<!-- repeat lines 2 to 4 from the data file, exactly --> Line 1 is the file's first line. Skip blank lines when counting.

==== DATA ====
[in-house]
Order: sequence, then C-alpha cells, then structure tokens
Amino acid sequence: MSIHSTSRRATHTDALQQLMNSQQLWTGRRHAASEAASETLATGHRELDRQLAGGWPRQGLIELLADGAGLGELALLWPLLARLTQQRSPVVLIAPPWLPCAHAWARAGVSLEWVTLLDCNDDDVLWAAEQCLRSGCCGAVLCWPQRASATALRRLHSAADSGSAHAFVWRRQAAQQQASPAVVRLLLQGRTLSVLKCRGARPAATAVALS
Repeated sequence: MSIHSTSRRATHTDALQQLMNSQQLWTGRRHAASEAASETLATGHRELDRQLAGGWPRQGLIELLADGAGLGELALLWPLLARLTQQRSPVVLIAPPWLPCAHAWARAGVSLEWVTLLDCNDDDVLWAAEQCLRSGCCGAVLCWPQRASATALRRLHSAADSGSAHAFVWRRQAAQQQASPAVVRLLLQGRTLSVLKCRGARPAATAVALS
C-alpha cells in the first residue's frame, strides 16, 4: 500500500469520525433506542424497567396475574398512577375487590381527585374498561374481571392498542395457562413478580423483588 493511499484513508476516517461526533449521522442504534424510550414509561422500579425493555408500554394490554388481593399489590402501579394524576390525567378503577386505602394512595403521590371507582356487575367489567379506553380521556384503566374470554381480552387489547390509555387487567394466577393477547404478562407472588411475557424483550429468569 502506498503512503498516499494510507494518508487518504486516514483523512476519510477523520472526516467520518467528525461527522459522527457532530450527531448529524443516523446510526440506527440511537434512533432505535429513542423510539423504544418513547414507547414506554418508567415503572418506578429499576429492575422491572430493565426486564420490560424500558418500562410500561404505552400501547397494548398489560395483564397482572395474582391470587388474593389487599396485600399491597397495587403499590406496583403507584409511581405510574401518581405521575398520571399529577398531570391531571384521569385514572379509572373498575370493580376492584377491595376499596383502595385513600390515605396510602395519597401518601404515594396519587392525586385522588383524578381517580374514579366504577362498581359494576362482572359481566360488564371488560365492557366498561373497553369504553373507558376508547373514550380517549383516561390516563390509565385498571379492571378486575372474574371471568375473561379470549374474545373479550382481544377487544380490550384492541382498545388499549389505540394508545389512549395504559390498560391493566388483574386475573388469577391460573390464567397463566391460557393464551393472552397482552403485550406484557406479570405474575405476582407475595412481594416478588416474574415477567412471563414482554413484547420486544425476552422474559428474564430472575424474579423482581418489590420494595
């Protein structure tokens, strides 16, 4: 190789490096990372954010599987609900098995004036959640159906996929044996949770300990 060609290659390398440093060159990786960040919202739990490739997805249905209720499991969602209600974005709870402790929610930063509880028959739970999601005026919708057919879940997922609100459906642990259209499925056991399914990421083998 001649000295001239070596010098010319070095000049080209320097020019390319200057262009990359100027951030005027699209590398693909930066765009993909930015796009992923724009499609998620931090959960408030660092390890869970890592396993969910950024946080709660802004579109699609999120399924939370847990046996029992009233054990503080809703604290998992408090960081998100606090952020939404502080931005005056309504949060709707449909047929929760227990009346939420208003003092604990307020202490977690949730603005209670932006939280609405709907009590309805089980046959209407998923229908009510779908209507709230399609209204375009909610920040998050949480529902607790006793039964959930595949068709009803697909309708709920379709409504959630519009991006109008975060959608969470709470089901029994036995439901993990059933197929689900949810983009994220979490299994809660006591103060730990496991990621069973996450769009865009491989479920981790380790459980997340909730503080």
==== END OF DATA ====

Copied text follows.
Order: sequence, then C-alpha cells, then structure tokens
Amino acid sequence: MSIHSTSRRATHTDALQQLMNSQQLWTGRRHAASEAASETLATGHRELDRQLAGGWPRQGLIELLADGAGLGELALLWPLLARLTQQRSPVVLIAPPWLPCAHAWARAGVSLEWVTLLDCNDDDVLWAAEQCLRSGCCGAVLCWPQRASATALRRLHSAADSGSAHAFVWRRQAAQQQASPAVVRLLLQGRTLSVLKCRGARPAATAVALS
Repeated sequence: MSIHSTSRRATHTDALQQLMNSQQLWTGRRHAASEAASETLATGHRELDRQLAGGWPRQGLIELLADGAGLGELALLWPLLARLTQQRSPVVLIAPPWLPCAHAWARAGVSLEWVTLLDCNDDDVLWAAEQCLRSGCCGAVLCWPQRASATALRRLHSAADSGSAHAFVWRRQAAQQQASPAVVRLLLQGRTLSVLKCRGARPAATAVALS